“Coal strikes out” versus cheap renewables, but winning on climate may require a policy pinch hitter
Renewable energy is the world’s cheapest source of new electricity generation, according to the International Energy Agency. But while cheap renewables means “coal strikes out,” reducing emissions enough to avoid dangerous climate change requires comprehensive policy action.
Renewable energy developers can grow despite the Trump Administration’s policy proposals by taking advantage of five energy sector trends being opened up by clean energy economics.
Research shows Rick Perry’s coal and nuclear subsidy proposal could cost $10.6 billion per year, and would overwhelmingly flow to roughly 10 companies and 90 power plants.
EI’s Eric Gimon argues grid flexibility technology, not resilience, is the key to resolving wholesale electricity market concerns in the U.S.
Electric vehicles could dramatically reduce U.S. transportation emissions, but they are not the only option. Four other policies can combine to reduce U.S. transportation emissions 45%, cut oil use 23%, and save 5,300 lives per year by 2050 compared to business-as-usual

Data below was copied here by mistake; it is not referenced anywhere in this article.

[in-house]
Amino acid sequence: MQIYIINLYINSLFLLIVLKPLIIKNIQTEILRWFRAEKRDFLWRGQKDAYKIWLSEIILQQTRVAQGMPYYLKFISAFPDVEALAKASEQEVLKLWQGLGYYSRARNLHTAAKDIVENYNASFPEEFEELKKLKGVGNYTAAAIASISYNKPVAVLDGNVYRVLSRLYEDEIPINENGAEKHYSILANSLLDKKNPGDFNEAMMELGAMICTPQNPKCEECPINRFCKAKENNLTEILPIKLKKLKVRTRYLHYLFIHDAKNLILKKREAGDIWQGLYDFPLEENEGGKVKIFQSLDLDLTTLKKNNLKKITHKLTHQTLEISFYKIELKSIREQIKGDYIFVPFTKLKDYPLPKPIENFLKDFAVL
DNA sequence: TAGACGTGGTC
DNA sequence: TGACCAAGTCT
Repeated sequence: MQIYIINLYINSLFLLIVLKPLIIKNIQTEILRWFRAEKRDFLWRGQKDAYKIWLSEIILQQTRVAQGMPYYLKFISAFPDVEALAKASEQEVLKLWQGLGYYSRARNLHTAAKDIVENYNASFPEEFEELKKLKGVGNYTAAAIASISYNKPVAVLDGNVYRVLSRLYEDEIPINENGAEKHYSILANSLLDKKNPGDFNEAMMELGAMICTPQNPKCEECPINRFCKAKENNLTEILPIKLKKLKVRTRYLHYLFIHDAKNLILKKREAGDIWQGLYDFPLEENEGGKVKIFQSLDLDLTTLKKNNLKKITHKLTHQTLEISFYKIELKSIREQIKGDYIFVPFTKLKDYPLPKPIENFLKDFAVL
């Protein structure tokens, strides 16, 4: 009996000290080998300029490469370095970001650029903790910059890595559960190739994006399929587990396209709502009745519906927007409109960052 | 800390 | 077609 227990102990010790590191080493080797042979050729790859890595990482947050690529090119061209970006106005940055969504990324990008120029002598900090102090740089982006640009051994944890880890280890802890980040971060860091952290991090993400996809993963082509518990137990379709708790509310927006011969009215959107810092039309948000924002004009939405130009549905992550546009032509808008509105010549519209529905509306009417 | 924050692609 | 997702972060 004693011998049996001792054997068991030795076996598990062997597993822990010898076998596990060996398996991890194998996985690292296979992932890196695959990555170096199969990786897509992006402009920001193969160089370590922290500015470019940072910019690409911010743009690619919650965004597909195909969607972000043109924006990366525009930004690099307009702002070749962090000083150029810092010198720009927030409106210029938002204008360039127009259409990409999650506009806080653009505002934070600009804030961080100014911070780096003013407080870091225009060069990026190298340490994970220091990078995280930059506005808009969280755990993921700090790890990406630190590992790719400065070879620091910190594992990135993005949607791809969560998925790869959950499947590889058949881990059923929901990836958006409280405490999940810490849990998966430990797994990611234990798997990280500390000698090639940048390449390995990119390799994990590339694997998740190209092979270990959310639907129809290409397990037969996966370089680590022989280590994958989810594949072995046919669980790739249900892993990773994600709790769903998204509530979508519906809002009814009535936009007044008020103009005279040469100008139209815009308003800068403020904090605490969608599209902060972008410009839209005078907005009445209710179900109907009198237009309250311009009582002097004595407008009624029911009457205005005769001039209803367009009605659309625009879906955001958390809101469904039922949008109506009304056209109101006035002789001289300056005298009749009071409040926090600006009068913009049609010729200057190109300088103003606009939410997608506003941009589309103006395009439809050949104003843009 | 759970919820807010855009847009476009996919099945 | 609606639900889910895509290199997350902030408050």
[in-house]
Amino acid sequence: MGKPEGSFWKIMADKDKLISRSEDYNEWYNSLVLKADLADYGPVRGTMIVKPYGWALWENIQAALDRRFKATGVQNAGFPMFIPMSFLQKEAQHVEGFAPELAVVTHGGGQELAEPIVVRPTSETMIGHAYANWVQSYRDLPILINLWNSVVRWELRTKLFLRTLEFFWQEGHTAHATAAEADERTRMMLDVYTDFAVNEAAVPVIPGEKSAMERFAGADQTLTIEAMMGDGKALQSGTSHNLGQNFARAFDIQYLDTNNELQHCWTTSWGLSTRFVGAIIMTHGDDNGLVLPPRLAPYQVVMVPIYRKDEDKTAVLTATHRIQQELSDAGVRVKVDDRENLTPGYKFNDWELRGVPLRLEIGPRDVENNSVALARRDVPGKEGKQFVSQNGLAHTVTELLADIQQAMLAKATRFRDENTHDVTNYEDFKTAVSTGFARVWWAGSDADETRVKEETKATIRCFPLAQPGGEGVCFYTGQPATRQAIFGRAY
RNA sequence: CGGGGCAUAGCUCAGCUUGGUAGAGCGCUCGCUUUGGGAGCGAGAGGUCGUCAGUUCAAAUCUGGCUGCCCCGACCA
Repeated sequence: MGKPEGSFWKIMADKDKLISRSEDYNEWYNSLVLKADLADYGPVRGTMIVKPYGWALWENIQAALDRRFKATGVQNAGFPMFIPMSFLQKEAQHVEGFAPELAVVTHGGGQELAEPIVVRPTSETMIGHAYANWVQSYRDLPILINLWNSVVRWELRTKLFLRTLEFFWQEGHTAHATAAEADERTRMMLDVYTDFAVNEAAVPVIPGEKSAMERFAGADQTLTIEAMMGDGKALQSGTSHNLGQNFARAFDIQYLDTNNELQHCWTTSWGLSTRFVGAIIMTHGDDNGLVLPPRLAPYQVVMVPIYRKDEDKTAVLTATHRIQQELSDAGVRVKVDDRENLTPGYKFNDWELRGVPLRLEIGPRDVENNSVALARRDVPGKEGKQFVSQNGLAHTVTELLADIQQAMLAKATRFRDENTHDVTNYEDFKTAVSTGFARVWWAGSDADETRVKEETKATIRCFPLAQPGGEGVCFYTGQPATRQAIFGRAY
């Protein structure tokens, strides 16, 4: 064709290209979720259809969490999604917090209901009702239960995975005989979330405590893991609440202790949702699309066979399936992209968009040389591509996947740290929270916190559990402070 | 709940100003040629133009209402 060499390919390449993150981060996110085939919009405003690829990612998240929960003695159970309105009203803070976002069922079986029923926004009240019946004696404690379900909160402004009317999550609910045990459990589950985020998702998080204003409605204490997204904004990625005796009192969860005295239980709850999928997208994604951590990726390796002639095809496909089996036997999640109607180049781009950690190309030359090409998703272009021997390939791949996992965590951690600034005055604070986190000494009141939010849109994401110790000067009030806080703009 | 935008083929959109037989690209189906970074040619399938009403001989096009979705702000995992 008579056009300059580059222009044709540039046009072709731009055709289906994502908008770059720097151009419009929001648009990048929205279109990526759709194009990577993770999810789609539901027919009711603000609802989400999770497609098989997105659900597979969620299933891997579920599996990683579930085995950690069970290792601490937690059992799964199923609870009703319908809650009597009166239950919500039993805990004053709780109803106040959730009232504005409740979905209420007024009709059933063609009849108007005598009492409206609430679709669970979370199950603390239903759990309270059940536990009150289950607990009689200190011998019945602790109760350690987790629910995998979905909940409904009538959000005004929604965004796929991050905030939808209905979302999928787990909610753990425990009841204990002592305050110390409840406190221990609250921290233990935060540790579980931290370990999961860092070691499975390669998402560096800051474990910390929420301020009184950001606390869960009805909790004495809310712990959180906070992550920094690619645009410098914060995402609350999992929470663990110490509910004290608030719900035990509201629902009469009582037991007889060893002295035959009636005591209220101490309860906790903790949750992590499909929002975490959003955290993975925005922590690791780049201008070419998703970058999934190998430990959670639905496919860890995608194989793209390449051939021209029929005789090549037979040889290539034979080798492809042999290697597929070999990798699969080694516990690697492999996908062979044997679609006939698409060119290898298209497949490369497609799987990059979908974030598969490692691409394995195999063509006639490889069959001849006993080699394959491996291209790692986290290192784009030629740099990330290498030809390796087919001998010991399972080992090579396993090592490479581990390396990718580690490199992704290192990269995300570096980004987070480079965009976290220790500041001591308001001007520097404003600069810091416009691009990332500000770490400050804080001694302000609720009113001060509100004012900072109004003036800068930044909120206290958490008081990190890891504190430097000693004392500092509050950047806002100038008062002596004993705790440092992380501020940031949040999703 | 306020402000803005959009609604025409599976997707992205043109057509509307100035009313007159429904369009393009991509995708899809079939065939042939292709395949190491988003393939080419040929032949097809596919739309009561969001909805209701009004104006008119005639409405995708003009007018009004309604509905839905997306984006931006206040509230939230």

EI’s Chris Busch explores if California’s potential ban on internal combustion engines could work, and what policies could help it succeed.
EVs are accelerating across America, but they won’t reach their potential unless utilities can build sufficient charging infrastructure. A new Rocky Mountain Institute report lays out a suite of policies for regulators to help utilities move from gas to grid.
Many states are considering a utility regulatory structure that incentivizes efficient fleet turnover, incorporates clean energy and other cost-effective technologies, and stimulates smarter build-or-buy decisions. EI’s Sonia Aggarwal says the UK’s effort to combine utility operating and capital expenses into a capped revenue bucket shows promising early results.
EI CEO Hal Harvey says U.S. DOE Secretary Rick Perry’s proposal to subsidize coal and nuclear plants would wreck America’s power grid without creating any benefits.
EI analysts say the U.S. Department of Energy’s newly proposed cost recovery for fuel-secure generators would spike power costs and emissions with little upside for consumers.